In 1978, Pelbro encountered serious concerns with the quality of the coal at its "Brush Valley" job, essentially a "deteriorating" high sulfur grade encountered in the seam and being mined (N.T. 1040-1041). The problem threatened Pelbro's purchase order with the Pennsylvania Power and Light network and led to serious talks with PP & L officials (N.T. 1041, 1043-1044). At this point, Pelbro was producing significant quantities of coal and, as described by Nestor Peles, things were "going too fast" (N.T. 1155-1159).

 In an attempt to solve the serious problems encountered by Pelbro with the high sulfur content of its coal, Nestor Peles suggested the formation of a separate company as a "Marketing agent" and source for the purchase of Pelbro's coal. The idea, reviewed with and approved by management of the PP & L network, gave rise to the formation of "Yellow Creek Coal Sales", *fn5" an independent company. The independence of Yellow Creek from Pelbro enabled Yellow Creek to more readily purchase coal from other coal producers who were reluctant to sell coal to other coal operators with whom they competed on a day-to-day basis (N.T. 1304, 1312-1314).

  Following substantial discussions with PP & L officials, a determination was made by the PP & L network to terminate the Pelbro coal orders, and to commence an ongoing purchase arrangement with Yellow Creek (N.T. 1046)

  At the time the purchase order was given up by Pelbro and acquired by Yellow Creek, the PP & L officials made it plain that they viewed a long-term relationship with their customers as paramount, and that, if the order were obtained by Yellow Creek, that the arrangement should be permanent (N.T. 1063). Accordingly, Pelbro sent written notice to the UMWA on December 26, 1978 (Defendants' Exh. 43, Plaintiffs' Exh. 59) that its coal production would thereafter be sold to Yellow Creek. The Pension Fund also received a copy of the letter (Plaintiffs' Exh. 59, p. 88).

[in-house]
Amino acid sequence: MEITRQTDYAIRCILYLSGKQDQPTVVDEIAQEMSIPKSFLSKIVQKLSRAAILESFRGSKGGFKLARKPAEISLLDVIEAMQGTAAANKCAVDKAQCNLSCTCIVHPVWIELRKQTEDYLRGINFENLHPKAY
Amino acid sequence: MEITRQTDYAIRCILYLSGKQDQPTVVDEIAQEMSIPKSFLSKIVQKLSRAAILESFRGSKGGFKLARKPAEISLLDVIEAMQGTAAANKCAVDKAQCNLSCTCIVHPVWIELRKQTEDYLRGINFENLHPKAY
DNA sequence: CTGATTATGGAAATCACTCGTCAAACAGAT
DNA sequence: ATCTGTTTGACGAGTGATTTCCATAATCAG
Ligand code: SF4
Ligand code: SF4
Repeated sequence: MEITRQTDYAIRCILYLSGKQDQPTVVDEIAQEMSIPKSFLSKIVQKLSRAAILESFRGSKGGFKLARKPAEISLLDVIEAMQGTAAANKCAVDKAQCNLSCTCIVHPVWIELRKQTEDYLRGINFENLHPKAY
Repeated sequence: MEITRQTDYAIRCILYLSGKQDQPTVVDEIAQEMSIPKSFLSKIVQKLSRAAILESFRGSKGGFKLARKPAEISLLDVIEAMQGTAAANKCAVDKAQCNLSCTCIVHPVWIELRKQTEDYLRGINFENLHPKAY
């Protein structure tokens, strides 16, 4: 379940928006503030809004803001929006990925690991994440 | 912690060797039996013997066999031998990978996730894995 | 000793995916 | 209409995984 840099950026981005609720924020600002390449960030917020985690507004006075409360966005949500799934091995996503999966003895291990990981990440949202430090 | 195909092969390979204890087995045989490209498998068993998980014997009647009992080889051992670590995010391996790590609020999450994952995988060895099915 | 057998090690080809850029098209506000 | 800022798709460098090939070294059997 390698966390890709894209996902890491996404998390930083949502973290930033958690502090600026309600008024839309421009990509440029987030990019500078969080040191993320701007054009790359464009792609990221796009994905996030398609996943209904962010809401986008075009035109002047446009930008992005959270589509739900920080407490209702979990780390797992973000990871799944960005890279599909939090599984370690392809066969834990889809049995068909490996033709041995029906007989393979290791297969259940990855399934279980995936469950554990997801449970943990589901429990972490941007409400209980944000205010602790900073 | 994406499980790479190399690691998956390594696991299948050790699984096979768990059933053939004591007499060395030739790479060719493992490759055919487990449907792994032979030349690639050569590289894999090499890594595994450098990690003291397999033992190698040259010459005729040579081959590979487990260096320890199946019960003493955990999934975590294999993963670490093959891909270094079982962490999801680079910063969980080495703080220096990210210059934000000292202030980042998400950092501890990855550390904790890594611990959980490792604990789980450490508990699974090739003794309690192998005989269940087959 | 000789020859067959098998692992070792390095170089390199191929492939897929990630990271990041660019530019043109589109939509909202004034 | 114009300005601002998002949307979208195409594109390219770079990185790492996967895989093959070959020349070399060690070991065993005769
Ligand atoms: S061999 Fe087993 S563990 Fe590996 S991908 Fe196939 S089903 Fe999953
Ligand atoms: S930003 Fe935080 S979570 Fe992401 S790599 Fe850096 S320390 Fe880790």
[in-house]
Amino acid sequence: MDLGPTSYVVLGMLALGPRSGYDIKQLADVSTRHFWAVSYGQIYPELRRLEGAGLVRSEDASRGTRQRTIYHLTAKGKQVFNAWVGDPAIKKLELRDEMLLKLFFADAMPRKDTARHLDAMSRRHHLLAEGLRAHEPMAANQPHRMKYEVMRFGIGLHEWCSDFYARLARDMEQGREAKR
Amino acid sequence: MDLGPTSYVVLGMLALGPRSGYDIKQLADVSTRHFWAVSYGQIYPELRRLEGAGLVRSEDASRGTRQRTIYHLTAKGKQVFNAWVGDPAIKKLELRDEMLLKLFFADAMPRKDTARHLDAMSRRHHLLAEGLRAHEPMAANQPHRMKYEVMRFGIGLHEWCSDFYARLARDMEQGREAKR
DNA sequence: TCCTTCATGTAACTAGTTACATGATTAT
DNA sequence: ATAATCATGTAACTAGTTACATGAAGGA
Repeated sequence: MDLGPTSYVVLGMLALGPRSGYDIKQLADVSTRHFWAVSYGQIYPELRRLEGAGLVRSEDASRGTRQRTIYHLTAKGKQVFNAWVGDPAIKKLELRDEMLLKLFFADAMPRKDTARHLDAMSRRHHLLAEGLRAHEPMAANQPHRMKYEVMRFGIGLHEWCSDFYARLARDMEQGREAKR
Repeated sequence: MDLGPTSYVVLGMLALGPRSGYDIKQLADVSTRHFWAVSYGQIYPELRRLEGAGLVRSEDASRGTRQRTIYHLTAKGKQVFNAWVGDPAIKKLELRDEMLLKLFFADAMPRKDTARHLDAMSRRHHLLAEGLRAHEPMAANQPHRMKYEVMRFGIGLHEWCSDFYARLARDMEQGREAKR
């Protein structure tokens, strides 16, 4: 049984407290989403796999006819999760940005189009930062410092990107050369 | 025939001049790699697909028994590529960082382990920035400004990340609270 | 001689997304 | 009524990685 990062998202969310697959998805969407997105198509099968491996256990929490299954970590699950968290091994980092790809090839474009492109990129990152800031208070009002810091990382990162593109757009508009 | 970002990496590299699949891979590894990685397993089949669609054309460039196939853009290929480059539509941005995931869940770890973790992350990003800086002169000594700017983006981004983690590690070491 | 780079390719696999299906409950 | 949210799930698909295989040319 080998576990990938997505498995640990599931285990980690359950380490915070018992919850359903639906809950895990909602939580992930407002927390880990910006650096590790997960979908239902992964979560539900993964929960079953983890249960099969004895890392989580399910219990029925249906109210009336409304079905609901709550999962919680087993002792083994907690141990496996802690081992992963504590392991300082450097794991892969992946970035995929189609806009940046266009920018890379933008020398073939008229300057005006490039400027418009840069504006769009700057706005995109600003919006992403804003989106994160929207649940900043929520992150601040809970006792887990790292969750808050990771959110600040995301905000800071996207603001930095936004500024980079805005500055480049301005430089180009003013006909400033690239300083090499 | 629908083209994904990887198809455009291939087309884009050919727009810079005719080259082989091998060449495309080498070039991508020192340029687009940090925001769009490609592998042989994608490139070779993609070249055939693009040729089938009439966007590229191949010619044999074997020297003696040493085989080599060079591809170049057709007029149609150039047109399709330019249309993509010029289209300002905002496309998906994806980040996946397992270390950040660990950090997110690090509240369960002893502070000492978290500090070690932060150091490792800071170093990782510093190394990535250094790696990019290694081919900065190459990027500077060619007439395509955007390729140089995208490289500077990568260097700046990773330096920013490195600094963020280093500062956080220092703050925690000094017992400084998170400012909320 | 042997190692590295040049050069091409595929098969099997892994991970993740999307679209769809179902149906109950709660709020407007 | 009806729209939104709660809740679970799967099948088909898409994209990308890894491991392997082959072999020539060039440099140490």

Yellow Creek was engaged strictly in the business of the purchase and sale of coal. Yellow Creek never held a surface mining license or surface mining permits (N.T. 1149-1150). Yellow Creek utilized its own business stationery (Defendants' Exh. 33) and its financial transactions were the subject of separate tax reporting by Stephen Peles (Plaintiffs' Exh. 44-49). Although Yellow Creek did not require a separate office, its files were kept separate and apart from the Pelbro records (N.T. 1073-1074). Trucking and transportation expenses for delivery of the coal purchased by Yellow Creek to the Greenwich Collieries facilities were paid by Yellow Creek (N.T. 295-296).

   Yellow Creek realized a profit of anywhere from $ 2.00 to $ 6.00 per ton (N.T. 292-293) on coal purchased from Pelbro and from independent sources.

  Following the creation of Yellow Creek, Pelbro sold its coal production on an on-going basis directly to Yellow Creek. During 1979, Yellow Creek purchased all of Pelbro's coal production and purchased approximately 352,000 ton of low sulfur grade coal from independent sources (N.T. 779-782, 1171). Under an arrangement worked out between Yellow Creek and Greenwich Collieries (through the PP & L network), Yellow Creek shipped all of the coal acquired from Pelbro directly to Greenwich Collieries, and shipped all of the low grade sulfur coal acquired from independent sources directly to Greenwich Collieries. Under the purchase order between Greenwich Collieries and Yellow Creek, all of the coal sold by Yellow Creek during any calendar month would be "blended" to the account of Yellow Creek, with the low grade sulfur coal balancing the high grade sulfur coal purchased by Yellow Creek from Pelbro (N.T. 1039-1040, 1047).

  Yellow Creek Coal Sales engaged in substantial contacts with coal brokers, coal operators and producers, sampled coal, analyzed coal, and engaged in substantial and ongoing price negotiations with PP & L officials from Allentown, Pennsylvania, involving a number of meetings at mine sites and at the Greenwich Colliery facilities (N.T. 463, 1312-1314).

  Yellow Creek recorded a net profit of $ 7,409.12 during calendar year 1979, $ 5057.23, during calendar year 1980, $ 8570.51, during calendar year 1981, a net loss of $ 3,325.00 during calendar year 1982, a net profit of $ 11,966.00 during calendar year 1983 and $ 26,627.00 during calendar year 1984.

  Pelbro's operations were immensely successful from the onset (Plaintiffs' Exh. 30, 42), and its success continued into 1982 (Plaintiffs' Exh. 29, 31-37, 42). During this period, Pelbro realized substantial income from its coal mining operations.